Steroid Withdrawal May Not Prevent Post-transplant Diabetes

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Limited effect among adult patients during 5 years following kidney transplantation.
Limited effect among adult patients during 5 years following kidney transplantation.

(HealthDay News) -- For kidney transplant recipients, steroid avoidance has limited impact for reducing new-onset diabetes after transplantation (NODAT), according to a study published in the American Journal of Transplantation.

John D. Pirsch, M.D., from the University of Wisconsin in Madison, and colleagues examined whether steroid avoidance reduces the NODAT risk following kidney transplantation. Data were included from a 5-year early steroid withdrawal double-blind randomized trial. Using 8 definitions, the incidence, timing, and risk factors for NODAT were assessed.

The researchers found that by 5 years, 36.3% of patients on chronic corticosteroids (CCS) and 35.9% on early corticosteroid withdrawal (CSWD) were diagnosed with NODAT by the American Diabetes Association definition. Slightly more cases of NODAT were identified with the definition combining fasting blood glucose ≥126 mg/dL on 2 occasions or treatment (CCS, 39.3% and CSWD, 39.4%).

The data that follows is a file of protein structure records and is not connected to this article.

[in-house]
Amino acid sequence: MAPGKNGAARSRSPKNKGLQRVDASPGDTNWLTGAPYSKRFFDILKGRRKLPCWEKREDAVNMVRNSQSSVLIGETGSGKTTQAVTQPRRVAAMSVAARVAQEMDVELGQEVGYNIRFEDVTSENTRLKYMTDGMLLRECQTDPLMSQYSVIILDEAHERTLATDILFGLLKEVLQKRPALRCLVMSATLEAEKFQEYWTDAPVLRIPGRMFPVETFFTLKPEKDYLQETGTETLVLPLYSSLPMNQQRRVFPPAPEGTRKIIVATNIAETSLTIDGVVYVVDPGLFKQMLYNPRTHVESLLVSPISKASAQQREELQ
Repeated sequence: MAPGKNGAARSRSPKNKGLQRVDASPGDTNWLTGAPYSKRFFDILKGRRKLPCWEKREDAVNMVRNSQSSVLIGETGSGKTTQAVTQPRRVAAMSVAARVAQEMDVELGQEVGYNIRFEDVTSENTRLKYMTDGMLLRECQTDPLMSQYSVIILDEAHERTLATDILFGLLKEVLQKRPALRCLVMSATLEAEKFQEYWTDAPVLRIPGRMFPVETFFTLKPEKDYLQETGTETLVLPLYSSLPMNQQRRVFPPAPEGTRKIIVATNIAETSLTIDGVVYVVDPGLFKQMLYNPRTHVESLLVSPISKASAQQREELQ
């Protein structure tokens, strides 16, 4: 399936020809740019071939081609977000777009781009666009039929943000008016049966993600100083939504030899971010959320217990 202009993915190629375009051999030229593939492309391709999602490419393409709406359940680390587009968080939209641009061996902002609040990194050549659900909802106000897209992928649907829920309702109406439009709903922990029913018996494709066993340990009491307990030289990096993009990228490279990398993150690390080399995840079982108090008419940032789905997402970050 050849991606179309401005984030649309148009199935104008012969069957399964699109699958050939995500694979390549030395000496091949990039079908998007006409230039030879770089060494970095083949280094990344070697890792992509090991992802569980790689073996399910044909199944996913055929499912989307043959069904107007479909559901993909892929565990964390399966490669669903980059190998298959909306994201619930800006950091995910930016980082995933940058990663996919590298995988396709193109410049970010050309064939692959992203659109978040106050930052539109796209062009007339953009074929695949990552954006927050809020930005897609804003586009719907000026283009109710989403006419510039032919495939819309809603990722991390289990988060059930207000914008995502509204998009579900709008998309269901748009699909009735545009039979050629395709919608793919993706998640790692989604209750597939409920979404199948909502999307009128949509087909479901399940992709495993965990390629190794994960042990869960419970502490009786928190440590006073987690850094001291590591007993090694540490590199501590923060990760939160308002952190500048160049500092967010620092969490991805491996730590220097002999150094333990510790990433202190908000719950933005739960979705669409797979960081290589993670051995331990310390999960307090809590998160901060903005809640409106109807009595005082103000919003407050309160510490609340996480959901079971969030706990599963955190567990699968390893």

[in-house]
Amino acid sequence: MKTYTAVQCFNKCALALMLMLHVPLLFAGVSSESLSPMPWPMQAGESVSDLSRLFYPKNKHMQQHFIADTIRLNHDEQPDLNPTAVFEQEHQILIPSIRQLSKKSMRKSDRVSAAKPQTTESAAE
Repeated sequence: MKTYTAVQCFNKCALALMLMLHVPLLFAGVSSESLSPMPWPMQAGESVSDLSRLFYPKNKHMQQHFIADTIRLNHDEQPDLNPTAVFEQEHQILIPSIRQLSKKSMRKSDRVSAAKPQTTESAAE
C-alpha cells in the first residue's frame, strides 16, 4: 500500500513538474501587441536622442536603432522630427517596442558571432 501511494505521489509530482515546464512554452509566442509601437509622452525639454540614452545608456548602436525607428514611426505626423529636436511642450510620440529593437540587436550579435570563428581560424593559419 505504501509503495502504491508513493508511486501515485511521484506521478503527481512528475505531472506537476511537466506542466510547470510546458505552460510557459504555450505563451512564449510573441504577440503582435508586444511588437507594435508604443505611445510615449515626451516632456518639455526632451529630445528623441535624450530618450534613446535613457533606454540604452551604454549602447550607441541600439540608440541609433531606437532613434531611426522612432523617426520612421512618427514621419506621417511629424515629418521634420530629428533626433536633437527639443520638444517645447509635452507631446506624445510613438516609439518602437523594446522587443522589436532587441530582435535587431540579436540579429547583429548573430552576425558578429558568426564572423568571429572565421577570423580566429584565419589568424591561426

The proportion of NODAT patients requiring treatment through 5 years posttransplant was similar (CSWD, 22.5% and CCS, 21.5%); insulin therapy was lower with CSWD than CCS (3.7 versus 11.6%; P = 0.049). Only age was a significant risk factor for NODAT for more than 1 definition in multivariate analysis.

"This prospective, randomized trial of CSWD indicates that CSWD has a limited impact in reducing NODAT when compared to low-dose prednisone (5 mg/day from month 6 to 5 years)," the authors write.

Several authors are employees of Astellas Pharma Global Development and Astellas Scientific and Medical Affairs.

Source

  1. Pirsch, JD, et al. American Journal of Transplantation, volume 15, Issue 7, pages 1982–1990, July 2015; doi: 10.1111/ajt.13247.
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